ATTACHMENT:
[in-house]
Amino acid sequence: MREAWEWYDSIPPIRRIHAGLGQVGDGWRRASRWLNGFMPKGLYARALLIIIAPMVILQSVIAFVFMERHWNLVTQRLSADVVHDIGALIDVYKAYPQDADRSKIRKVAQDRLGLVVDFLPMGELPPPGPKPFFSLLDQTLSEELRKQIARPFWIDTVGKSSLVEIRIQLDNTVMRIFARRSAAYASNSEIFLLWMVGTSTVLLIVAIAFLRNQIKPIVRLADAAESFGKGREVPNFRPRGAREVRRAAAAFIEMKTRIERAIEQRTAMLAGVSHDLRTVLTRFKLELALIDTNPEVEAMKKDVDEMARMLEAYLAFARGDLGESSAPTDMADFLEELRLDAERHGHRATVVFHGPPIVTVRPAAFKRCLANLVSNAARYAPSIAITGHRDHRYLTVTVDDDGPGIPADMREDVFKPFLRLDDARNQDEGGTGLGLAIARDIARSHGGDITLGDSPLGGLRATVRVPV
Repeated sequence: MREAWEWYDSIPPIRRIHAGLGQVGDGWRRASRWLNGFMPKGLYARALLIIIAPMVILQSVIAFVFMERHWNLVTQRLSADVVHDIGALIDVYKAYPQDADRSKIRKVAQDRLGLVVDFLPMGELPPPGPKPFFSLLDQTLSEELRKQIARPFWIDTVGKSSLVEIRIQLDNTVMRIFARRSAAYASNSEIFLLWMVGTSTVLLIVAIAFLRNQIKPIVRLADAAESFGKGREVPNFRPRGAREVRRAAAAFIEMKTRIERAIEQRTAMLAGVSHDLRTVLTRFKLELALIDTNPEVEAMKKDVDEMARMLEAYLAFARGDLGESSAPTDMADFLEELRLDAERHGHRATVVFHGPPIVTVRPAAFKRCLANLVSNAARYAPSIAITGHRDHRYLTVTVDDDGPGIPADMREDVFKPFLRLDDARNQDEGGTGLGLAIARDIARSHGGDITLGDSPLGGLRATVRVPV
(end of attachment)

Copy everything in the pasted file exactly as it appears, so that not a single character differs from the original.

[in-house]
Amino acid sequence: MREAWEWYDSIPPIRRIHAGLGQVGDGWRRASRWLNGFMPKGLYARALLIIIAPMVILQSVIAFVFMERHWNLVTQRLSADVVHDIGALIDVYKAYPQDADRSKIRKVAQDRLGLVVDFLPMGELPPPGPKPFFSLLDQTLSEELRKQIARPFWIDTVGKSSLVEIRIQLDNTVMRIFARRSAAYASNSEIFLLWMVGTSTVLLIVAIAFLRNQIKPIVRLADAAESFGKGREVPNFRPRGAREVRRAAAAFIEMKTRIERAIEQRTAMLAGVSHDLRTVLTRFKLELALIDTNPEVEAMKKDVDEMARMLEAYLAFARGDLGESSAPTDMADFLEELRLDAERHGHRATVVFHGPPIVTVRPAAFKRCLANLVSNAARYAPSIAITGHRDHRYLTVTVDDDGPGIPADMREDVFKPFLRLDDARNQDEGGTGLGLAIARDIARSHGGDITLGDSPLGGLRATVRVPV
Repeated sequence: MREAWEWYDSIPPIRRIHAGLGQVGDGWRRASRWLNGFMPKGLYARALLIIIAPMVILQSVIAFVFMERHWNLVTQRLSADVVHDIGALIDVYKAYPQDADRSKIRKVAQDRLGLVVDFLPMGELPPPGPKPFFSLLDQTLSEELRKQIARPFWIDTVGKSSLVEIRIQLDNTVMRIFARRSAAYASNSEIFLLWMVGTSTVLLIVAIAFLRNQIKPIVRLADAAESFGKGREVPNFRPRGAREVRRAAAAFIEMKTRIERAIEQRTAMLAGVSHDLRTVLTRFKLELALIDTNPEVEAMKKDVDEMARMLEAYLAFARGDLGESSAPTDMADFLEELRLDAERHGHRATVVFHGPPIVTVRPAAFKRCLANLVSNAARYAPSIAITGHRDHRYLTVTVDDDGPGIPADMREDVFKPFLRLDDARNQDEGGTGLGLAIARDIARSHGGDITLGDSPLGGLRATVRVPV